I discovered the work of Paul Holloway twice in one week, which is extraordinary, as he has been painting for many decades and has never shown before.
Hanging in both the Albany Center Gallery members show, as well as Schenectady eatery More Perecca’s first group art display, his geometric paintings beckon, mesmerize.
The geometrics lead the eye to deeper recesses, to other planes, where hints of figurative, cubist and surreal architecture may lie.
The palette, a brave range of playful greens, reds, yellow, oranges and blues. A landscape is lost in a tangle of frames, a frame gives us a view of a city, fractured into prisms.
This isn’t to say that all of Holloway’s work is geometric in nature. His work follows his fervent imagination and a need to invent methods of bringing order to, of recording, what Holloway alone sees. He does not, by the way, care how you hang his work. It is up to you to decide which end is up and in what compositions his multiple works are arrayed in.
Holloway’s studio is—like that of many independent artists—in his home, a simply furnished apartment. His workspace, a large desk set squarely before a window, letting in ample light and in turn giving Holloway a view of forest and horizon. His desktop appearance might, at first glance, fail to conjure up an artist’s workspace, but upon closer inspection could be nothing else.
Supplies, mixed with ephemera and pieces of projects past. The hardwood combs, he carved them; the quartz crystals in suede sacks, he dug the former and crafted the latter. Like so many creatives, he has searched and found expression where he could and with what materials were at hand. A banjo sits to one side of his living room.
Nothing in the work that I was lucky enough to see quite captures Holloway’s range of output—nor my imagination—than his journals, a piece in current production, a pair of larger art diaries. Instead of sketches on pages, there are spreads covering two open leaves of edge-to-edge compositions in paint and ink.
Each panoramic page flip reveals a new way of seeing: a journey into Holloway’s mind and your own. This ongoing piece is a pair of books with complementary spreads. He calls them polytictics and would like them viewed by two persons, sitting side-by-side on a couch, simultaneously flipping through and engaging each, now four-panel-wide spread of work.
WATCH: Viewing Paul Halloway’s Polytictics
Inky, flattened cityscapes give way to a bold, tropical collage filled with graphic, natural abstractions. A blurry peacock swirl draws the eye in and pushes energy out, off the edges of paper just as—a moment and page turn later—black brushstrokes record, becoming impossible music.
Holloway suggests his books invent space, representing a larger reality, and are an antidote for claustrophobia. Each spread is a piece to be reckoned with and explored. The whole of it should be enjoyed as the artist would like it best: the equivalent of a day’s visit to a gallery, enjoyed by two persons, exploring side by side.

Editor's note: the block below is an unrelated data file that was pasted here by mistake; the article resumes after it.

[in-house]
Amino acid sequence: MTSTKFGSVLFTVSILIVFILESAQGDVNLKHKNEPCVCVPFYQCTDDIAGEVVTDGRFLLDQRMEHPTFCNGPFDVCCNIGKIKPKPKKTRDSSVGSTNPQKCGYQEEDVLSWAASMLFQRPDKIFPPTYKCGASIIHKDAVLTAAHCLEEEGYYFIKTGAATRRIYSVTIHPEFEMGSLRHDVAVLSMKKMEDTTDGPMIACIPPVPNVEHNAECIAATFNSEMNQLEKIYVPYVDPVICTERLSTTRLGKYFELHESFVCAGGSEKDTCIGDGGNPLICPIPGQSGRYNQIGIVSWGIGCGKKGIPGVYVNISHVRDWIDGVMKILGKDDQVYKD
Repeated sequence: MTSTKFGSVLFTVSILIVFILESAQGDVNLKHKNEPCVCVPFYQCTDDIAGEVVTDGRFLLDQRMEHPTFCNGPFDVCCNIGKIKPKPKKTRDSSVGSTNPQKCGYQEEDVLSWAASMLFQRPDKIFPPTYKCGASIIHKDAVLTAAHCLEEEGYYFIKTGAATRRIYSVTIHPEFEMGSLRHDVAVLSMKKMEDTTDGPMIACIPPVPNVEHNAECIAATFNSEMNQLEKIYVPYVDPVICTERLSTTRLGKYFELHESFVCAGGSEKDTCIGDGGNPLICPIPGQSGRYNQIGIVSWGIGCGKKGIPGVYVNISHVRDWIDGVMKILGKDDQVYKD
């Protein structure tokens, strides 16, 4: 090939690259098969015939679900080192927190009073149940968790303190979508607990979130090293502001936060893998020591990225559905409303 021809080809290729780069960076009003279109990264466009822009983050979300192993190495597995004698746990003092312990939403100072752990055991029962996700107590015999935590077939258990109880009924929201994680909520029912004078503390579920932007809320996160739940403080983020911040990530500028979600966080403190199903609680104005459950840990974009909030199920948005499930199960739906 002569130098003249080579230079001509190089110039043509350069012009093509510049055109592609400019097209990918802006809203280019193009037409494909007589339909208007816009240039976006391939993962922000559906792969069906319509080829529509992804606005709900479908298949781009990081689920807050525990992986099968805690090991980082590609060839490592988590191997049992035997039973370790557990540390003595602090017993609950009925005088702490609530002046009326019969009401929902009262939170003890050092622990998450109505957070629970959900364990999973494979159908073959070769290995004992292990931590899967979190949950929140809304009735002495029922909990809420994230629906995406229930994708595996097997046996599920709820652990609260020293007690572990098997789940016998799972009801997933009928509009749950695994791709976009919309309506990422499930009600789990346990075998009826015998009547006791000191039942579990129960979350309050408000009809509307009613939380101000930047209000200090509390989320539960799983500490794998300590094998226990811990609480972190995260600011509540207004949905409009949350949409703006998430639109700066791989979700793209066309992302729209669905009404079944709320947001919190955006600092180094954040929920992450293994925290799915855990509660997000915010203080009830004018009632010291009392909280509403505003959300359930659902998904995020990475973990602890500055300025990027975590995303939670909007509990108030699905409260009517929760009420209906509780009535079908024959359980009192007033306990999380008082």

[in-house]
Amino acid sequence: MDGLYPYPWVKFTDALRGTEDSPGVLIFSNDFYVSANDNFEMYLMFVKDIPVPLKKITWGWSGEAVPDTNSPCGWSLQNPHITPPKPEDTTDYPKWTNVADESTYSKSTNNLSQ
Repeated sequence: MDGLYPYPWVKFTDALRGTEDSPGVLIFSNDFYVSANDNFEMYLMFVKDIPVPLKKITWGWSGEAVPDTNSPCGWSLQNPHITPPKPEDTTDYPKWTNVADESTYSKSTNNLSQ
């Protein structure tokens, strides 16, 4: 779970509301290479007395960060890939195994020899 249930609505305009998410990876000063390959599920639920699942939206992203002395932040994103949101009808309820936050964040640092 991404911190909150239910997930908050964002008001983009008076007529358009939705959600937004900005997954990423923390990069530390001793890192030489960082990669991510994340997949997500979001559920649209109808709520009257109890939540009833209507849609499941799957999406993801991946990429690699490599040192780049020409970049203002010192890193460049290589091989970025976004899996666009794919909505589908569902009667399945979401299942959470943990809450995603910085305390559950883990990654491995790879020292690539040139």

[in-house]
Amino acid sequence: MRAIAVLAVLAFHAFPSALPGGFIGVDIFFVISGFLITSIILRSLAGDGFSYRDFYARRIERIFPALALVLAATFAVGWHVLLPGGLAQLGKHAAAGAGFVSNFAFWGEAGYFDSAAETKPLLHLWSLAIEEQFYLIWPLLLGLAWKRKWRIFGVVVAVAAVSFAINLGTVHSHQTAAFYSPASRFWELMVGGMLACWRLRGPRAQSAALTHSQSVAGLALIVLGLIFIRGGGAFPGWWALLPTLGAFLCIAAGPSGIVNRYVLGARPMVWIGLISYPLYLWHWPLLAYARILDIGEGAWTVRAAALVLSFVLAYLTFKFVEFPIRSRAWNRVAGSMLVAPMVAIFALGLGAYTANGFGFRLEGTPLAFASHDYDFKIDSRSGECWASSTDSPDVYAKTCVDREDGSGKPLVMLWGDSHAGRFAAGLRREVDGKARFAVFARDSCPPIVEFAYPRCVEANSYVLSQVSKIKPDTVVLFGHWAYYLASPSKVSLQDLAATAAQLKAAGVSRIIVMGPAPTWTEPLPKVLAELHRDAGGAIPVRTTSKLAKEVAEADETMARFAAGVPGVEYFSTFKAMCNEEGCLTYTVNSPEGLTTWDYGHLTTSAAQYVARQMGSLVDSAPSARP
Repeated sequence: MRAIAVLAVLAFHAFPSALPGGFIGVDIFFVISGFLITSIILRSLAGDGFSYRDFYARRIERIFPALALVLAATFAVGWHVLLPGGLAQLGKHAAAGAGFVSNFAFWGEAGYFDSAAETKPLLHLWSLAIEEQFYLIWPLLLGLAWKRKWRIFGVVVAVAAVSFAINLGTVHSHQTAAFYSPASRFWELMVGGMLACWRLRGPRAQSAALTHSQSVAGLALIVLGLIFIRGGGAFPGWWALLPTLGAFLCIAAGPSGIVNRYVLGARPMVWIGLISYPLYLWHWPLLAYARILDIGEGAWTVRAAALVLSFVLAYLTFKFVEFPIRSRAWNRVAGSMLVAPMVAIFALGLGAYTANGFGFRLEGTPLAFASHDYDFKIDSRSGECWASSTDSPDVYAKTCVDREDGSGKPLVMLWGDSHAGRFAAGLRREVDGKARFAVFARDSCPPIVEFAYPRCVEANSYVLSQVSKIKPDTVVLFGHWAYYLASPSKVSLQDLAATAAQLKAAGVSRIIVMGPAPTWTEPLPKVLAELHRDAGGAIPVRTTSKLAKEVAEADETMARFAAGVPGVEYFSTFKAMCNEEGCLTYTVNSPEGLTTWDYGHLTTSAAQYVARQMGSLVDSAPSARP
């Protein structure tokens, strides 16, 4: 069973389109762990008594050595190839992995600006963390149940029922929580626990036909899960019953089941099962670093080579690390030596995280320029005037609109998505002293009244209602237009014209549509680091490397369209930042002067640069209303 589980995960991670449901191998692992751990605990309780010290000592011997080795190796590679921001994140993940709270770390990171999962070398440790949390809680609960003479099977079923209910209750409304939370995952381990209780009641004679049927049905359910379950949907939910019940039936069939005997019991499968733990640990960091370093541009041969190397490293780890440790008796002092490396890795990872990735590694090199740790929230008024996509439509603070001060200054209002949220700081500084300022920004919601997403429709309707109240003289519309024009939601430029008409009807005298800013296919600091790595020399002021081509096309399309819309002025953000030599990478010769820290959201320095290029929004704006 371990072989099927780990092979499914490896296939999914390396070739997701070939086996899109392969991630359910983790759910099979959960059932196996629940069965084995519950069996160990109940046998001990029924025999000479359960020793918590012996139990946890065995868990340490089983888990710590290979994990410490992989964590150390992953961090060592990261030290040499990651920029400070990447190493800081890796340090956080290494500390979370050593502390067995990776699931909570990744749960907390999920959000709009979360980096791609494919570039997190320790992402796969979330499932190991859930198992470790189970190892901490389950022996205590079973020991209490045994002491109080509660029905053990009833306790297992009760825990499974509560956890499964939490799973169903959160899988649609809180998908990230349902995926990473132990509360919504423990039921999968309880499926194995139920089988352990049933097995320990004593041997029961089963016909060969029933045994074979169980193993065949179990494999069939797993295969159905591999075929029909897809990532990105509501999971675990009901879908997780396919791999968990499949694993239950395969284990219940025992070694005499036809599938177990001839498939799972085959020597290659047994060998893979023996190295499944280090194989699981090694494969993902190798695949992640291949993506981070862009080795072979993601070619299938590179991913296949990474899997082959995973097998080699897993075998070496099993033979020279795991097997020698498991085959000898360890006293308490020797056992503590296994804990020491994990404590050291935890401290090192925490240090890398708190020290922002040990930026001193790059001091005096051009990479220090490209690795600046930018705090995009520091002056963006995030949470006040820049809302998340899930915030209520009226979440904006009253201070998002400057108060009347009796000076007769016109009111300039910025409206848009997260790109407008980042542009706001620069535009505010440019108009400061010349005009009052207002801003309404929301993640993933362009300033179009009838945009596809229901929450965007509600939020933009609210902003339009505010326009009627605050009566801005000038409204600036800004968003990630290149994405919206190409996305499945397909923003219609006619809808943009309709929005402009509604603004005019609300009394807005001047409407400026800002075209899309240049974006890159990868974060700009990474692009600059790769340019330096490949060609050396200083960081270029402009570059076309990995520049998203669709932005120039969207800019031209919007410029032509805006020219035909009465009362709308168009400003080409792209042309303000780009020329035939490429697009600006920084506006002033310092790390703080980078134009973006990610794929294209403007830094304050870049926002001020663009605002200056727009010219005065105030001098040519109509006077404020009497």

Van Gogh had his brother Theo as Holloway has a niece, Hillary. This is lucky for us, as her encouragement of this abundant talent has brought it out into a gallery, a restaurant and into the light. She was also the curator, along with proprietor Maria Pappa, of the More Perecca’s Fine Art Pop Up Gallery Event and Show, featuring the work of local artists where Holloway’s work was featured.
Other artists included Natalia and Liza-Jo Mannarino, grade school artists already showing great promise, to multi-award-winning artist Ellie Prakken, an editorial artist at the Times Union. The show came down Jan. 9, which is a shame as, from bathrooms to dining nooks, was quite strong in photography, sketch and painting.
When the books are full, that piece will come to an end and we can only hope that he will start with a fresh pair. It would be wonderful if Holloway’s former trepidation at showing his work would come to an end and a clever gallerist might invent a manner to display the books. In any case, I would like his work and story to inspire other hidden artists to share their output and unique voices with us: an insatiable, ever appreciative, art-loving public. Perhaps there are more insightful nieces, friends, fellow artists to help make it happen. We can only hope.
Post script – Great art does not simply hang in museums. It resides in hearts. As you view my ongoing series of studio visits, I would like to encourage our readers to find the art that moves them deeply, made by artists who live nearby and to acquire it. There are few things of worth, permanence and satisfying ownership as art. Have faith in the joy the work brings you and display it with pride in your homes.